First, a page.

Latest in the Occupy protests from California to Maine
(AP) - Here are the latest developments in the Occupy protests.
In Los Angeles, city leaders hope the seven-week-old Occupy LA encampment will disband sometime next week. More than 480 tents were erected on the lawns of City Hall. The camp has remained largely peaceful since police and city officials established a relationship early on based on dialogue instead of dictates.
Thursday, activist Teri Adaju, 46, said she typically serves dinner to homeless people on Thanksgiving and knows that many at the Los Angeles encampment were just that.
In San Francisco, 400 occupiers at a plaza in the financial district were served traditional Thanksgiving fixings sent by the renowned Glide Memorial Church to volunteers and supporters of the movement fighting social and economic inequality.
"We are thankful that we are, first and foremost, in a country where we can protest," said the Rev. Cecil Williams, the founder of Glide and a fixture in the city's activist community.
Oakland police say that when a truck driver tried to deliver a portable restroom to protesters Thursday at Frank Ogawa Plaza, officers ordered the driver to leave because he had no permit. Police and about 150 protesters squared off; one person was arrested.
Five people face charges in Portland after police were called to investigate four separate assaults at the OccupyMaine encampment in Lincoln Park.
The arrests were announced amid growing concerns over health and safety issues at the park, where OccupyMaine protesters have been camping since early October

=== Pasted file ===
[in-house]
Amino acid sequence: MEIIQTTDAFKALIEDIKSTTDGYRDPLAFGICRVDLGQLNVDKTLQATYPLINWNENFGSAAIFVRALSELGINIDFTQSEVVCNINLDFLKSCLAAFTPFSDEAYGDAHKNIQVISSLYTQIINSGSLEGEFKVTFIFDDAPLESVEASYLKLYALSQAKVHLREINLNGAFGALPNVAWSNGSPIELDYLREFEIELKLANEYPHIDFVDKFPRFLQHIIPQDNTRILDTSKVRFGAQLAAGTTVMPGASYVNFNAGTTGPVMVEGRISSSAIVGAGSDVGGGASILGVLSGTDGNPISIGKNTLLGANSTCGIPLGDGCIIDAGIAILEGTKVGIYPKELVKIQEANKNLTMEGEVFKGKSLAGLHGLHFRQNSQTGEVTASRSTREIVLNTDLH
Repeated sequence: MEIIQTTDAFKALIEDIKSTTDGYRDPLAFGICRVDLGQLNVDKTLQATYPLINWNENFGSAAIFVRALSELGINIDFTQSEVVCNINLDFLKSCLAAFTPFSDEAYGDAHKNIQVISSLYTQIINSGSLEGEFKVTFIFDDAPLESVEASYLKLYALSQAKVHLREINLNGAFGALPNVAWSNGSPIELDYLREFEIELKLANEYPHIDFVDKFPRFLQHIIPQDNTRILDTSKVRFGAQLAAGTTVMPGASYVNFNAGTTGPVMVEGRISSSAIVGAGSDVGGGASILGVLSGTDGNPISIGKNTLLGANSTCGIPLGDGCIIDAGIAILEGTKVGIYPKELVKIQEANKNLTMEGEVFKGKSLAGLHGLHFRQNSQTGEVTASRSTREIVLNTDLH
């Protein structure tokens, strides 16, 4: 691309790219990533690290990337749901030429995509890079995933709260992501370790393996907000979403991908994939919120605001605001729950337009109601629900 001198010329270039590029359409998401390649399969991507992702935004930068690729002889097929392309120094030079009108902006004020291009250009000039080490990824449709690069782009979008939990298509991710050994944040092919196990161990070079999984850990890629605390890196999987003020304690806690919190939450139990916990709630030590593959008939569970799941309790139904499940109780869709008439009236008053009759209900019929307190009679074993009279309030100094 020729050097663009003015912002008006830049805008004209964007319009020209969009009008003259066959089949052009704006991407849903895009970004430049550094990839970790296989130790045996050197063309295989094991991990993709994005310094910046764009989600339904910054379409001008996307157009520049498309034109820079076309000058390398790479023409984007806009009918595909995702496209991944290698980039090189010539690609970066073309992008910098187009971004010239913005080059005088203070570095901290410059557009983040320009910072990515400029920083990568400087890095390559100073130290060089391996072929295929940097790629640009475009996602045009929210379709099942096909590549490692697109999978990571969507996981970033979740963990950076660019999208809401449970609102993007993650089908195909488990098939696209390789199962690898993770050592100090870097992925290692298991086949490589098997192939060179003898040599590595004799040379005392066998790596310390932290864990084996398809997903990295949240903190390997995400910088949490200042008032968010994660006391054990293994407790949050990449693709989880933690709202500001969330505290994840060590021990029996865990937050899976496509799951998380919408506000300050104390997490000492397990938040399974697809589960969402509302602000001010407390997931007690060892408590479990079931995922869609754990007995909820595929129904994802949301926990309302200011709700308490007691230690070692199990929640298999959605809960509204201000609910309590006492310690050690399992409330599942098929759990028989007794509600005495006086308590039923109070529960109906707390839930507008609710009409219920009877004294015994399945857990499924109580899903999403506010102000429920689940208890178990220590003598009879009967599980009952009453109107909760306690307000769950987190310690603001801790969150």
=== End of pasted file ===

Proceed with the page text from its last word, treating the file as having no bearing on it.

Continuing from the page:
A judge has banned a Framingham woman from the Occupy Boston camp after she allegedly interfered with a domestic violence investigation at the site, failed to appear in court and punched two police officers and kicked another over two separate occasions.
Nineteen-year-old Jade Anderson was arraigned Friday on charges of disorderly conduct and several assault offenses. A Boston Municipal Court judge set bail at $850 and ordered Anderson to stay away from any Occupy Boston activities in the city. Her attorney did not immediately return a call for comment.
Heavy security kept a close eye at anti-Wall Street protesters who showed up at Republican Michele Bachmann's Black Friday book signing at the Mall of America in Bloomington.
The GOP presidential candidate signed copies of her "Core of Conviction" autobiography in a private area of the megamall. At least a dozen members from the Minnesota offshoot of the Occupy Wall Street movement bought copies so they could approach her.
Several uniformed and plain-clothed officers prevented the protesters from bringing in signs and let them into the room one at a time. Bachmann foes and fans alike were subject to bag searches and pat-downs before entering. Reporters were not allowed in the room when the protesters came through.
Anti-Wall Street protesters in Minneapolis plan to erect 99 tents next week in defiance of Hennepin County rules and a federal judge's decision. The Occupy Minneapolis Events Committee says the protesters have the right to assemble and the right to shelter.